With the off-season upon us, now's the time to focus less on Personal Best times and more on preparing your body for a long 2017 season. Here is this month's workout, our #2 whole body 30 min muscle endurance workout, which you can do at home or in the gym. The workout focuses on building endurance in muscle groups we use when running - hamstrings, glutes & quads - while also works on abdominal strength and some upper body exercise.

NB. if you're unsure how to perform each exercise, just head over the YouTube.

Kettle Bell Swings - 3 sets of 12 repetitions

Bodyweight Press Up Matrix - 3 sets of 12 repetitions including 4 close, 4 normal and 4 wide press (if you can't do this, rest your knees on the ground)

Glute Medius Isometric Hold - 3 sets of 30 secs on each leg

Split lunge with rear foot elevated on a bench - 3 sets of 10 repetitions on each leg (this is great for building quad strength and knee stability for those downhills)

Reverse Plank - 4 sets of 30-45 secs


The mince pies will be out soon and the last thing on your agenda will be signing up for a running event in March or April. So...we highly recommend getting signed up to your spring event now before gluttony takes hold.

If you're looking for a spring half marathon in London, the Vitality North London Half fits the bill. Guaranteed to be well organised, use this race as a good first step into half marathons or as a training run ahead of the London Marathon just over a month later. If you're looking for PBs, although the official race route hasn't been published, the course is likely to be very flat.

If longer distances are your thing, and (like most people) you didn't get into the London Marathon, the Edinburgh Marathon on 28th May could be perfect. Sign up with a few mates and finish the race just in time for a Sunday lunch.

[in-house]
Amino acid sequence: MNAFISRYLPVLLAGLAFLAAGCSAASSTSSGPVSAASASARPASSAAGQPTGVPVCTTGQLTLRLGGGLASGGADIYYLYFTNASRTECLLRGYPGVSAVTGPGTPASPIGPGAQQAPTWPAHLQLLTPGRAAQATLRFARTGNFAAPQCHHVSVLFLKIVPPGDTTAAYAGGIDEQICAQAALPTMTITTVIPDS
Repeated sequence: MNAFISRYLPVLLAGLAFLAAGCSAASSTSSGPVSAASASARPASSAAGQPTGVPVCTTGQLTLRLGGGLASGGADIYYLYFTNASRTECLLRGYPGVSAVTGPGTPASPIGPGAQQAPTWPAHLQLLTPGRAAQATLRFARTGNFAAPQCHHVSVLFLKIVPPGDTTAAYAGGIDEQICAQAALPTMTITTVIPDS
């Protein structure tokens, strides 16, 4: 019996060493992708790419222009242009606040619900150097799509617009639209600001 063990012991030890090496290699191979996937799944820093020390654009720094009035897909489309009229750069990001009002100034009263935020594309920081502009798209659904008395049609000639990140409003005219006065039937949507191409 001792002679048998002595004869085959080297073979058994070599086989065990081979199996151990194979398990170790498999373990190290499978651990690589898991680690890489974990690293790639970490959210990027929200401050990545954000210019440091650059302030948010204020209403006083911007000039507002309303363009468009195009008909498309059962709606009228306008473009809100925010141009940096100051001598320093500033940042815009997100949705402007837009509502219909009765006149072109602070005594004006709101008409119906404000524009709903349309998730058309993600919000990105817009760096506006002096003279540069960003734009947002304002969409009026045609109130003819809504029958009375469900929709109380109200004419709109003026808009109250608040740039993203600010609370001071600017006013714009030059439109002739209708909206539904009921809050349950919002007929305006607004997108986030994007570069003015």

Vitality North London Half
Edinburgh Marathon

Tips for your first ultra marathon in 2017

Race to the Stones: A well-organised, entry level ultra.

Race to the Stones: A well-organised, entry level ultra.

If you’re planning on taking on our first ultra in 2017,  I’m guessing you’ve probably spend a little bit of time looking at the different races available, read a few articles on how to prepare for these events, and probably joined the Ultrarunning Community Facebook group.


Without going into too much detail, here are a few things you should have on your radar as you prepare for your first ultra. Take these as a lead into the literature:


1)   Race nutrition. In ultra running, it’s vital to replace calories you burn during the race. This is different to a half marathon, and even a marathon, where you can get through without eating much at all(ie you have enough energy stored in your body as glycogen & fat).

How much should I eat?

A general rule of thumb that I've been recommended by a physiologist who specialises in supporting endurance athletes is to take in 250 calories per hour – I’m no nutritionist and this will depend on your body type, but this is a good starting point and seems to work for a lot of people. A lot of people I've spoken to about this will have less, or eat when they're's a case of see what works for you.

What should I eat?

Without trying to be boring, this comes down to what works for you. Some people will have a Peanut Butter Clif bar every hour and can go for 12 hours on just those, others will eat rice cakes with dark chocolate, others will eat baby food (yes, Ella’s Kitchen is genuinely the food of choice for many ultra runners), and others will mix it up and have a mix of ShotBloks, Clif Bars, Rice Cakes, Baby Food, other energy bars….others will take in calories in liquid form – coca cola (don’t make the mistake of going for Coke Zero), or TailWind Nutrition (this will draw a smirk from any experienced ultra runners, but it can do a job for some people, mayben including you).  The long and short of it is…above are some ideas for what you might want to eat, go out a try them & see how you perform.

2)   Equipment. The easiest way to find out what you need for the race you want to enter is to head over to their mandatory kit list. These will include headtorches, basic first aid kits, space blankets, minimum water capacity & a map…and may include waterproofs, a compass and other things depending on the time of year, terrain, and level of support provided by the race organisers.

Things you will (almost) certainly need are a race pack, trail shoes & socks. These three things can make a big difference to your race – not just because of the performance gains you get from good quality, and well-fitted, kit, but mainly because any issue with these three things can cause race-ending problems like blisters & chafing. 

For race packs, Salomon are smashing it at the moment – their race packs fit snugly on most people’s backs, are lightweight and have accessible pockets. A good alternative brand is Raidlight.